Busy Meeting for Covington Commission After Month-Long Hiatus
More than thirty days will have passed since the last Covington City Commission meeting when the mayor and commissioners gather again on Tuesday. In the time between the two meetings more than $100 million in Downtown investments were announced, including the ambitious expansion of Gateway Community & Technical College's urban campus and the development of City Hall into a boutique hotel.
Also notable, this will be the first meeting since the November 6 election in which Commissioner Sherry Carran defeated Commissioner Steve Casper in the race for mayor. Commissioner Steve Frank will return to the dais after a commanding first-place finish in the race for city commission.
After Tuesday's meeting there will be just two more for this self-proclaimed "unified commission" that also includes Mayor Chuck Scheper and Commissioner Shawn Masters, neither of whom sought election this year.
Tuesday will also mark the first meeting since the massive reorganization of the leadership structure inside City Hall. City Manager Larry Klein told The River City News that the changes have been posititve. "It's going very well, I think," Klein said. We were able to get (newly named business development manager) Naashom Marx to hit the ground running, and she's doing a great job so far." Klein also noted that the City will hire a third residential rental inspector Tuesday and is still looking to fill the newly created marketing and communication position.
One key change for Klein that was recommended by the Cincinnati-based Management Partners consulting firm was to reduce the number of employees that report directly to the city manager. That number has changed from thirteen direct reports to around seven. "It's good," Klein said. "I can focus on police, fire, and public works and still have confidence that (Assistant City Manager) Larisa Sims and her team are doing their jobs on development and community services. It's putting a good team in place and taking our good employees and giving them more responsibilities. It's about getting good, qualified energetic people doing the job."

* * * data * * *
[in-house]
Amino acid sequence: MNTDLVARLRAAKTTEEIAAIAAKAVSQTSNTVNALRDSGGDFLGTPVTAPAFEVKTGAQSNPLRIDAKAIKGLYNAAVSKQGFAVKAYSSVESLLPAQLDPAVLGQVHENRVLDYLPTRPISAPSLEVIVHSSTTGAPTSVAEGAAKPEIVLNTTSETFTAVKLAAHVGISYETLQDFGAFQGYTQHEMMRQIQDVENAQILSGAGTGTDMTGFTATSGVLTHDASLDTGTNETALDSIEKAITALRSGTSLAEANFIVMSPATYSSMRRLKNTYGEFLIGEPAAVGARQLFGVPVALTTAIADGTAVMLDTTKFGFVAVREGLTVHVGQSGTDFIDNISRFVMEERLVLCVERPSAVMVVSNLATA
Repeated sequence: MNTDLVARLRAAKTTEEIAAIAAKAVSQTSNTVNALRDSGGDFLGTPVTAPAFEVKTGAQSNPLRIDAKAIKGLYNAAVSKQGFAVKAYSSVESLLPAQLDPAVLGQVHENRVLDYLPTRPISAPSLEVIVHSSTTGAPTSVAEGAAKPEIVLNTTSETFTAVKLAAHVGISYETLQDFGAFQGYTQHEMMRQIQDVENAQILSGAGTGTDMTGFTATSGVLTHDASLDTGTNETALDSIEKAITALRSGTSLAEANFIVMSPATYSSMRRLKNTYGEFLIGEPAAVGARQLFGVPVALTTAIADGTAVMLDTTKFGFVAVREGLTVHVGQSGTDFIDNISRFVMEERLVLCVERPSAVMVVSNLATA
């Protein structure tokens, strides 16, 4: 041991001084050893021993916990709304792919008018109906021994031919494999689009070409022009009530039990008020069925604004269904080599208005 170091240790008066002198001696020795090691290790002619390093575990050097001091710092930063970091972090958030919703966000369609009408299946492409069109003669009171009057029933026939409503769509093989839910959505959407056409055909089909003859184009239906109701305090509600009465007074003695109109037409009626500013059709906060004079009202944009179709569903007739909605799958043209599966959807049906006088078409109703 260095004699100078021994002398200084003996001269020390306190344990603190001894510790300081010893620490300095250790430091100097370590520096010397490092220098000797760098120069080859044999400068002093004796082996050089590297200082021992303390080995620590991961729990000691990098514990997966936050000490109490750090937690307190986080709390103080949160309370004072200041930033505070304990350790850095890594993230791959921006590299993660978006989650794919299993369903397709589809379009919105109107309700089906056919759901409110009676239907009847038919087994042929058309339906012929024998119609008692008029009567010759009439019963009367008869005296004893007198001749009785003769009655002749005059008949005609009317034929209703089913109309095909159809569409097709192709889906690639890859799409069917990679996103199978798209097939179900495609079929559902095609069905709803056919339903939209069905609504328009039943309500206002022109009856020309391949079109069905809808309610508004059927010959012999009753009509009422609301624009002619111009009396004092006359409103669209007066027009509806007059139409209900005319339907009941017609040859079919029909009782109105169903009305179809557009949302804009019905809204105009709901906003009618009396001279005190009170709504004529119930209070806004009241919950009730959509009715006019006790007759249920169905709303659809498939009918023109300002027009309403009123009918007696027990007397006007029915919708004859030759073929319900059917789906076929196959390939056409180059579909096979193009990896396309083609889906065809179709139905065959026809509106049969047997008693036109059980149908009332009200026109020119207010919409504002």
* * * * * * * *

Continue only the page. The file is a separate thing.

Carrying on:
Here is the agenda for Tuesday's Covington City Commission meeting:
- The commission will vote on the proposed residential rental inspection program (SEE: Commission to Vote on Proposed Rental Inspection Program)
- Will would-be urban farmers be allowed to raise chickens in their yards? Possibly. (SEE: Chickens May Soon Be Permitted in Covington)
- A nineteenth century mansion could be torn down to make way for a new Walgreen's as the developers seek approval from the commission after being rejected by a board of citizens (SEE: Controversial Walgreen's Development to Seek Approval from City Commission)
- Another effort will be made to hire a second full-time arborist in the city after the first attempt by Commissioner Carran in September did not come up for a vote after her fellow commissioners refused to second the motion (SEE: Tree Job Does Not Get a Vote). A municpal groundskeeper position is also on the agenda.
- An ordinance to reorganize the city's finance department
- Police Department equipment will be declared surplus property and sold
Several other items on the agenda will receive their first public readings, meaning there will be no vote on them at this meeting. Those include the creation of the Covington Economic Development Authority which will oversee Tax Increment Financing (TIF) district (this is the type of additional financing described during the announcement of The Hotel Covington), and the renaming of the code enforcement department to community services division and giving the code enforcement board the authority of a nuisance enforcement board.
The River City News - as always - will have the most comprehensive coverage available following the meeting.
Written by Michael Monks, Editor & Publisher of The River City News
PHOTO: The Covington City Commission/The City of Covington